Art = Life: Homotopia 2015 line-up revealed

Best of the city’s LGBT art and culture to be showcased throughout November

 A packed programme of art and culture reflecting the LGBT experience will form the basis of Liverpool’s Homotopia festival this year. The 2015 festival, which starts on Friday 30 October and runs through to World AIDS Day on 1 December, aims to showcase what it is to be LGBT in today’s society via art, music, performance, photography, comedy and literature. The theme of this year’s festival is ART = LIFE, and the events planned will examine how those who face discrimination use art as a form of self-expression. Festival Director Gary Everett said: “If silence equals death as it did at the start of the AIDS crisis then we believe art equals life. Art is a joyous expression of all that makes us human and for lesbians, gays and Trans people who continue to be marginalised, criminalised and persecuted around the world, art is often their only means of self-expression.” Nathi Dlamini by Zanele Muholi Many of Liverpool’s cultural institutions will be hosting Homotopia events and collaborating with artists. One such collaboration is Transformation: One Man’s Cross-Dressing Wardrobe at Walker Art Gallery, which celebrates the personal historic dress collection of Peter Farrer, and will be the first exhibition of its kind in a British museum. Although it has already opened at Open Eye Gallery, a trailblazing photography exhibition by Zanele Muholi will also form part of this year’s Homotopia. VUKANI/RISE explores gender, race and sexuality in relation to South African society, and the images featured were nominated for the Deutsche Borse prize. The full line-up for this year’s festival is available on the Homotopia website. 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Picture via Tom Selmon.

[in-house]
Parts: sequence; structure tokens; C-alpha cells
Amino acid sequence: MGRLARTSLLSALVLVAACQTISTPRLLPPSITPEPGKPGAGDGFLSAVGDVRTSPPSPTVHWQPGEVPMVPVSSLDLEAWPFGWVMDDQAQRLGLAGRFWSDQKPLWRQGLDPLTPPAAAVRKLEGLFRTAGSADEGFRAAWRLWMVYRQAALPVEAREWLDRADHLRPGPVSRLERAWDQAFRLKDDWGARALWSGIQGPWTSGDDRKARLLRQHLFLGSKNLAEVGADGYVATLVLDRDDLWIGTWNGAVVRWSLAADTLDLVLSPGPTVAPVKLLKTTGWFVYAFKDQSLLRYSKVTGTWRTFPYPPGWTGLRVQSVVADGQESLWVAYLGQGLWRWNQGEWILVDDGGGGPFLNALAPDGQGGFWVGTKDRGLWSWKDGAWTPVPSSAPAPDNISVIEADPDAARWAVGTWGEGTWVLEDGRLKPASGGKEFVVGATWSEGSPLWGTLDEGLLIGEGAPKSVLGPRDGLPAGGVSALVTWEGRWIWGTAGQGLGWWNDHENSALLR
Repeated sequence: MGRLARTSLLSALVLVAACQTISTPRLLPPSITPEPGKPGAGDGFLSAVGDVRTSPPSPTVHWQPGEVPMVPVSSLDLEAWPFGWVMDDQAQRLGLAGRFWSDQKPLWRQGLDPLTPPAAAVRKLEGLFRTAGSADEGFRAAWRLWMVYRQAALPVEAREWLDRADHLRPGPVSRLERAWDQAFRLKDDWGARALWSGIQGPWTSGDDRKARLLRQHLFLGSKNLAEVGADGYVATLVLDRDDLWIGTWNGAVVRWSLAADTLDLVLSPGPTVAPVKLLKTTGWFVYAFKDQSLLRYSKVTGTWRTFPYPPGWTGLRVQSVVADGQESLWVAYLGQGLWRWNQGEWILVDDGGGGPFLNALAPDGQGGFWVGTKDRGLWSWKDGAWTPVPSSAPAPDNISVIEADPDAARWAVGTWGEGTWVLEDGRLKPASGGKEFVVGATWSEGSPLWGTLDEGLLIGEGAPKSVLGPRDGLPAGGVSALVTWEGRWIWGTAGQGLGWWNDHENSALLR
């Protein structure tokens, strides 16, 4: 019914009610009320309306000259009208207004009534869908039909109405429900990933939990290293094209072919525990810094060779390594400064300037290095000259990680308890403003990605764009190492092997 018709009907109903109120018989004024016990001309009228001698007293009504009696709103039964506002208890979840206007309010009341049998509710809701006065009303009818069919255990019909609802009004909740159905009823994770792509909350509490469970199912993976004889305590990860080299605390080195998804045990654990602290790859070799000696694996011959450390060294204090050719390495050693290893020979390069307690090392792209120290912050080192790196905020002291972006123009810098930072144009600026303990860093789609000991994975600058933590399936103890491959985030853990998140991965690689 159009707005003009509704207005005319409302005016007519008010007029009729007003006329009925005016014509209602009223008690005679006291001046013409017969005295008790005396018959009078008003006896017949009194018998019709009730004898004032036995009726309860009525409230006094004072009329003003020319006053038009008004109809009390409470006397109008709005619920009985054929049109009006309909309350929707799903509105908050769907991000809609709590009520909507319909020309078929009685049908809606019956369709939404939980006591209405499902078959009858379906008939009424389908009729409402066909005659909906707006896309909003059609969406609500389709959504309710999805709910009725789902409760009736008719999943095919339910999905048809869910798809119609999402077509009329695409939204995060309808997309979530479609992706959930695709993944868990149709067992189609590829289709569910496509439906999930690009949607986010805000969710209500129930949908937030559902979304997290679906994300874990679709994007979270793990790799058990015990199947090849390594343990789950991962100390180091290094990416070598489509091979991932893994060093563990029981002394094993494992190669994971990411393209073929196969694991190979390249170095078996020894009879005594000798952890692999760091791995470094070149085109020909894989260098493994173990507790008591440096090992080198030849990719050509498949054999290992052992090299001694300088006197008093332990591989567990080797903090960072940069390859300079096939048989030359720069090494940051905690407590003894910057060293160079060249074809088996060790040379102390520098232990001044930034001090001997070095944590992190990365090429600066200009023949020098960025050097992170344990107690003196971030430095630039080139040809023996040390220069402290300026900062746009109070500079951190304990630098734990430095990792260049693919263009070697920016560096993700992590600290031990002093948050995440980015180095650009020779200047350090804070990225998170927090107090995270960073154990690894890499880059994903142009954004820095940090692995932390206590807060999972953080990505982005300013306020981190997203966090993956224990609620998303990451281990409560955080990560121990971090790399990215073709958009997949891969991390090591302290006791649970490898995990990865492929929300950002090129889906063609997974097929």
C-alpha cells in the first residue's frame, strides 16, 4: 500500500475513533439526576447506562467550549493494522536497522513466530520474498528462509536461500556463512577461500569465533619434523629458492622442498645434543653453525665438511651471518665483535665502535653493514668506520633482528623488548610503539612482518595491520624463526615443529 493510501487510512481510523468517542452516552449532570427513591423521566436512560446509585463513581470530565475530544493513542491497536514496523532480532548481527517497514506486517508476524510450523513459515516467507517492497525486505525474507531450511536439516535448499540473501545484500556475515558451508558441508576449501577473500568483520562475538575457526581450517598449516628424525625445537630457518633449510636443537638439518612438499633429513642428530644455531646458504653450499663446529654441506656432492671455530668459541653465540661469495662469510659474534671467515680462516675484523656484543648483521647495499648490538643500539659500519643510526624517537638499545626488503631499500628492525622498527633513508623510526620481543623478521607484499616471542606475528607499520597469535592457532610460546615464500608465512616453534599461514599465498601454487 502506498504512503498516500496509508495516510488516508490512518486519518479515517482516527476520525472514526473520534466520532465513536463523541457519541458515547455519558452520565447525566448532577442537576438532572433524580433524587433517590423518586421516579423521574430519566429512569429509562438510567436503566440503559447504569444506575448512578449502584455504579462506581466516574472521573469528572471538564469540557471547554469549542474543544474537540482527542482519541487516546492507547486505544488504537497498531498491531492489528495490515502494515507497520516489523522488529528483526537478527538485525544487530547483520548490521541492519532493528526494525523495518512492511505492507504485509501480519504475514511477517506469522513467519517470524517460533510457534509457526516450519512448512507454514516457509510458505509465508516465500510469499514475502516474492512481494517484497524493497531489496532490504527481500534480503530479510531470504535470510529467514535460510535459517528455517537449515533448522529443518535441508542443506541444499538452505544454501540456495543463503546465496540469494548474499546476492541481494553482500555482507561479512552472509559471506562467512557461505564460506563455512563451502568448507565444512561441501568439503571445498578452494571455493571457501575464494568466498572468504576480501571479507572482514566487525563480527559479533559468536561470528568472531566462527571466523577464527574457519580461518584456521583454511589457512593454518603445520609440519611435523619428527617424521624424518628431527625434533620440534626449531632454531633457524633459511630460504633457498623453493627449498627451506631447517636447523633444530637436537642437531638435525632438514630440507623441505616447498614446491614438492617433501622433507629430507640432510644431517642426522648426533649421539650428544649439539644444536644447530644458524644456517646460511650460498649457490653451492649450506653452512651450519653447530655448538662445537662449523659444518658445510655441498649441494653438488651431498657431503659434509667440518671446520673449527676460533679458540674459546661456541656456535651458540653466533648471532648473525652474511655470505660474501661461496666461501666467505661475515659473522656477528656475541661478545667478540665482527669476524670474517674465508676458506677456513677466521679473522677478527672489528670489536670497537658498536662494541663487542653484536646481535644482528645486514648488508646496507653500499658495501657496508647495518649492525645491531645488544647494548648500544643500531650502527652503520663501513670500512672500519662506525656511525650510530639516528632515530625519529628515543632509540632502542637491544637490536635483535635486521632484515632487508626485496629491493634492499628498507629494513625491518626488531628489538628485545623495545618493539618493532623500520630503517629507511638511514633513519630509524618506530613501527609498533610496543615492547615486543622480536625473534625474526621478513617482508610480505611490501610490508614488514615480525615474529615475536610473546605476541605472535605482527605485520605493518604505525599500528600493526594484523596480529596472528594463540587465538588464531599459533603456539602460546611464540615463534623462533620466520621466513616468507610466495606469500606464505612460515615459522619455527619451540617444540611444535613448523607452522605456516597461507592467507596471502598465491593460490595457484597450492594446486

A packed programme of art and culture reflecting the LGBT experience will form the basis of Liverpool’s Homotopia festival this year.

The 2015 festival, which starts on Friday 30 October and runs through to World AIDS Day on 1 December, aims to showcase what it is to be LGBT in today’s society via art, music, performance, photography, comedy and literature.

The theme of this year’s festival is ART = LIFE, and the events planned will examine how those who face discrimination use art as a form of self-expression.

Festival Director Gary Everett said: “If silence equals death as it did at the start of the AIDS crisis then we believe art equals life. Art is a joyous expression of all that makes us human and for lesbians, gays and Trans people who continue to be marginalised, criminalised and persecuted around the world, art is often their only means of self-expression.”

Many of Liverpool’s cultural institutions will be hosting Homotopia events and collaborating with artists.

One such collaboration is Transformation: One Man’s Cross-Dressing Wardrobe at Walker Art Gallery, which celebrates the personal historic dress collection of Peter Farrer, and will be the first exhibition of its kind in a British museum.

Although it has already opened at Open Eye Gallery, a trailblazing photography exhibition by Zanele Muholi will also form part of this year’s Homotopia. VUKANI/RISE explores gender, race and sexuality in relation to South African society, and the images featured were nominated for the Deutsche Borse prize.

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Homotopia Festival kicks off on Friday 30th October, and runs throughout November, closing on Tuesday 1st December.